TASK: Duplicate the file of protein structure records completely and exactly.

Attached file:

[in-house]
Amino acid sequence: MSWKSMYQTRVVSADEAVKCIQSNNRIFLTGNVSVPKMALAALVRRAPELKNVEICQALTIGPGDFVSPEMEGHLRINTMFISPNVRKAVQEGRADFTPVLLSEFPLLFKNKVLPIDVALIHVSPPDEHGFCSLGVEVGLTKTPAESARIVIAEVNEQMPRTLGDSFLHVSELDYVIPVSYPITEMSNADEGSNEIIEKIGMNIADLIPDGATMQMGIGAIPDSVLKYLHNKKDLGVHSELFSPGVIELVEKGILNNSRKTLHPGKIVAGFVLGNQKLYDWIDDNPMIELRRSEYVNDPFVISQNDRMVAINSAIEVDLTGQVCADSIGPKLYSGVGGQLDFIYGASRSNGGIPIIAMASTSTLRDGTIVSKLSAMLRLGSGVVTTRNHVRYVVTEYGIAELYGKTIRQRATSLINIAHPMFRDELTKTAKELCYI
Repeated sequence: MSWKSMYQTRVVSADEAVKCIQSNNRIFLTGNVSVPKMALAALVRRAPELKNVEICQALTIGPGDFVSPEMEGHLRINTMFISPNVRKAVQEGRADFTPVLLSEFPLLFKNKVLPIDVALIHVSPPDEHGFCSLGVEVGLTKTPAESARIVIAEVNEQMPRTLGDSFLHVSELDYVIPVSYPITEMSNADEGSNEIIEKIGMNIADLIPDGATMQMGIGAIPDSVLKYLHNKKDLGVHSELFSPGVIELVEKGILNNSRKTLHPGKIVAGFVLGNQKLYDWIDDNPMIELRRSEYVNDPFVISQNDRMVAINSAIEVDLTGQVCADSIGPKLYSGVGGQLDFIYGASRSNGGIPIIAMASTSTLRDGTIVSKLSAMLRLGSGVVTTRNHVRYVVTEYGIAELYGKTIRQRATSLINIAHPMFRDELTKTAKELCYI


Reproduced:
[in-house]
Amino acid sequence: MSWKSMYQTRVVSADEAVKCIQSNNRIFLTGNVSVPKMALAALVRRAPELKNVEICQALTIGPGDFVSPEMEGHLRINTMFISPNVRKAVQEGRADFTPVLLSEFPLLFKNKVLPIDVALIHVSPPDEHGFCSLGVEVGLTKTPAESARIVIAEVNEQMPRTLGDSFLHVSELDYVIPVSYPITEMSNADEGSNEIIEKIGMNIADLIPDGATMQMGIGAIPDSVLKYLHNKKDLGVHSELFSPGVIELVEKGILNNSRKTLHPGKIVAGFVLGNQKLYDWIDDNPMIELRRSEYVNDPFVISQNDRMVAINSAIEVDLTGQVCADSIGPKLYSGVGGQLDFIYGASRSNGGIPIIAMASTSTLRDGTIVSKLSAMLRLGSGVVTTRNHVRYVVTEYGIAELYGKTIRQRATSLINIAHPMFRDELTKTAKELCYI
Repeated sequence: MSWKSMYQTRVVSADEAVKCIQSNNRIFLTGNVSVPKMALAALVRRAPELKNVEICQALTIGPGDFVSPEMEGHLRINTMFISPNVRKAVQEGRADFTPVLLSEFPLLFKNKVLPIDVALIHVSPPDEHGFCSLGVEVGLTKTPAESARIVIAEVNEQMPRTLGDSFLHVSELDYVIPVSYPITEMSNADEGSNEIIEKIGMNIADLIPDGATMQMGIGAIPDSVLKYLHNKKDLGVHSELFSPGVIELVEKGILNNSRKTLHPGKIVAGFVLGNQKLYDWIDDNPMIELRRSEYVNDPFVISQNDRMVAINSAIEVDLTGQVCADSIGPKLYSGVGGQLDFIYGASRSNGGIPIIAMASTSTLRDGTIVSKLSAMLRLGSGVVTTRNHVRYVVTEYGIAELYGKTIRQRATSLINIAHPMFRDELTKTAKELCYI